Zimbabwean President Emmerson Mnangagwa said he’s seeking loans from Russia on a visit to Moscow, as a crackdown on protests against his government’s handling of an economic crisis left as many as eight people dead.
Shops and factories in the southern African country kept their doors shut Tuesday, the second of a three-day national strike called by Zimbabwe’s biggest labor-union federation. It called for the stay-away over Mnangagwa’s decision at the weekend to raise the cost of gasoline to the highest in the world, at a time when prices are rising at their fastest pace since a hyperinflationary spiral a decade ago.
Mnangagwa’s trip to Russia, which began Monday, was planned before the protests erupted. He’s also scheduled to visit Kazakhstan, Belarus and Azerbaijan before flying to Davos, Switzerland, in an effort to raise investment for his economically blighted nation.
“I can’t say that we want this much or that much,” he said in an interview with the state-run Russian news agency RIA Novosti published Tuesday before a meeting with President Vladimir Putin. The Kremlin announcement of the talks made no mention of loans and Moscow has in the past been reluctant to bail out struggling allies, though Russia has recently been building ties in Africa.
Russia is “ready to do everything that depends on us” to ensure its cooperation with Zimbabwe makes “a significant contribution” to government programs, Putin told Mnangagwa at the start of their talks, without mentioning money. Mnangagwa said he wanted to focus on economic ties, as political cooperation was already well-established.
In the RIA interview, Mnangagwa invited Russian companies to discuss investing in oil and gas projects in Zimbabwe, as well as in the energy sector. Russia’s state-owned diamond giant Alrosa PJSC on Monday announced plans to return to Zimbabwe to develop new mining operations with the support of the government. After the Kremlin talks, the two countries signed agreements including on a joint platinum project.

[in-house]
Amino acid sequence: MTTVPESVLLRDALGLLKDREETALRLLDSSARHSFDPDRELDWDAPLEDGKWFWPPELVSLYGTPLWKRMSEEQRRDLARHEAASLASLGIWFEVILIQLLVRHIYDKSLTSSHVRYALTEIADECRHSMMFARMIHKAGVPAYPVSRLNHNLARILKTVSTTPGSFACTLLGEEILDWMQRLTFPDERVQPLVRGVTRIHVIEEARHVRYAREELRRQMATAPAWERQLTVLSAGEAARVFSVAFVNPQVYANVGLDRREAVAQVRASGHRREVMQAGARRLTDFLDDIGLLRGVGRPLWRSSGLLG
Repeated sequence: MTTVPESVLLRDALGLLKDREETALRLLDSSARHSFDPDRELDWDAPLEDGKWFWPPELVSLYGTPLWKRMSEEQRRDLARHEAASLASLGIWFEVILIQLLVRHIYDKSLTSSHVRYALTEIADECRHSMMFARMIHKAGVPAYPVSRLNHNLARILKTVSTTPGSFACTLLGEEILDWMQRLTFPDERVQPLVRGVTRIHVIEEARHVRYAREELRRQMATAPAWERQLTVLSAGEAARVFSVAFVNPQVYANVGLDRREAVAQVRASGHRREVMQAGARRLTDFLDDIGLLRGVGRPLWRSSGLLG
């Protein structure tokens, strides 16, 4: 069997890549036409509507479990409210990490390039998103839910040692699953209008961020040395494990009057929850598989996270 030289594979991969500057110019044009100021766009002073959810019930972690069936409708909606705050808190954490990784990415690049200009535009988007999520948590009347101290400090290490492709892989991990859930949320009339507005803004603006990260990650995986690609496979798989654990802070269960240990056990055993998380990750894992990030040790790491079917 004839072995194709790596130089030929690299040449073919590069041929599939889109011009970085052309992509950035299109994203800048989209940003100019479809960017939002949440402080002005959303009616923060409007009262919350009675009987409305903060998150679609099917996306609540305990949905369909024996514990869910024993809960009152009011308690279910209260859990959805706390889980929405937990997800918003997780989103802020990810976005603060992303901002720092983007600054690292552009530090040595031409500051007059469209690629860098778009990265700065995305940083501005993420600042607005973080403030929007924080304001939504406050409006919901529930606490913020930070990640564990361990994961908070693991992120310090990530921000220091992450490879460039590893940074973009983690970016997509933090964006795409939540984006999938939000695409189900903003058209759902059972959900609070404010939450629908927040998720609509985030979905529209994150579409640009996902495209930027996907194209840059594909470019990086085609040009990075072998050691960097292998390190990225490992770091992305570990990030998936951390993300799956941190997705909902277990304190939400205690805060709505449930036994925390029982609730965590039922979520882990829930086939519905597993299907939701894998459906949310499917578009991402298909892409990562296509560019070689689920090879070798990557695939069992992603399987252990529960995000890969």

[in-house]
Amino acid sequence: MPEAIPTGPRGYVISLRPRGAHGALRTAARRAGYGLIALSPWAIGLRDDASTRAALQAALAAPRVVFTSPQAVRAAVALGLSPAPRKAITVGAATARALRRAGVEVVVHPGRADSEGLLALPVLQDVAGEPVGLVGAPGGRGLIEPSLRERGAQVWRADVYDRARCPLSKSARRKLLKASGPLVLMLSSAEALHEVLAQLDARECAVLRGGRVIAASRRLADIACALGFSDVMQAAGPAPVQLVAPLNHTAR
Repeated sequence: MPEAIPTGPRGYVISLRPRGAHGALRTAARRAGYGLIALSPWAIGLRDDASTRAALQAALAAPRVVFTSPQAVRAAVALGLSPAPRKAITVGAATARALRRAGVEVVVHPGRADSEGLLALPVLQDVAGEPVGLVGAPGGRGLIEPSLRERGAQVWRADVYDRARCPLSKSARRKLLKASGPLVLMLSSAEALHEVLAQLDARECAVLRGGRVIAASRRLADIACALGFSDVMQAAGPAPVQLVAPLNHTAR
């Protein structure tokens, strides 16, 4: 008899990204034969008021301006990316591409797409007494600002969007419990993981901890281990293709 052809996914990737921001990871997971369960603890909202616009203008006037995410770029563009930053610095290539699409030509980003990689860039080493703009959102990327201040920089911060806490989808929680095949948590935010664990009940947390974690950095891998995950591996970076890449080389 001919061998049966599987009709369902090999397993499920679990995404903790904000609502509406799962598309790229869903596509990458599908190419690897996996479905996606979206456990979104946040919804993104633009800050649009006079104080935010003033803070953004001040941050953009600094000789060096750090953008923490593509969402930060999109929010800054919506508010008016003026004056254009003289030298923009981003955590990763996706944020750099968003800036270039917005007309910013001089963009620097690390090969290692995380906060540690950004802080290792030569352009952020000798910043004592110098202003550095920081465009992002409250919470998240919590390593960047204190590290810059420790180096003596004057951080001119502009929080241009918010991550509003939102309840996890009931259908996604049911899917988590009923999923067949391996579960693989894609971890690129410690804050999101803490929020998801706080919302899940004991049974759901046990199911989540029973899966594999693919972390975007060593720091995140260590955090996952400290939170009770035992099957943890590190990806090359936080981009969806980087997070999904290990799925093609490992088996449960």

From Libya to Madagascar, Russia has been carving out a niche in Africa in part by shoring up strongmen in unstable but potentially rich states. The Kremlin has made the region a focus of its efforts to reassert geopolitical prowess and open new markets for domestic companies hamstrung by Western sanctions. Putin will host more than 50 leaders from the continent for the first Russia-Africa summit this year.
In Zimbabwe, Mnangagwa’s absence leaves Vice President Constantino Chiwenga, a retired general, in charge of the southern African country. There were fewer people on the streets of the capital, Harare, on Tuesday as the government ordered Internet service providers to cut access to social-media sites including WhatsApp.
On Monday, a crackdown by security forces left eight people dead, while 200 people were “arbitrarily detained,” Amnesty International, a London-based human-rights group, said in an emailed statement.
The Zimbabwe Association of Doctors for Human Rights said 13 protesters were treated for gunshot wounds on Monday. The opposition Movement for Democratic Change, or MDC, said in an emailed statement its headquarters in Harare were broken into Monday night and set ablaze by unknown assailants.
Security Minister Owen Ncube told the state-controlled Herald newspaper that the MDC, non-governmental organizations and civil-society bodies were to blame for Monday’s violence.
By Brian Latham , Stepan Kravchenko , and Godfrey Marawanyika
— With assistance by Desmond Kumbuka, and Henry Meyer I Bloomberg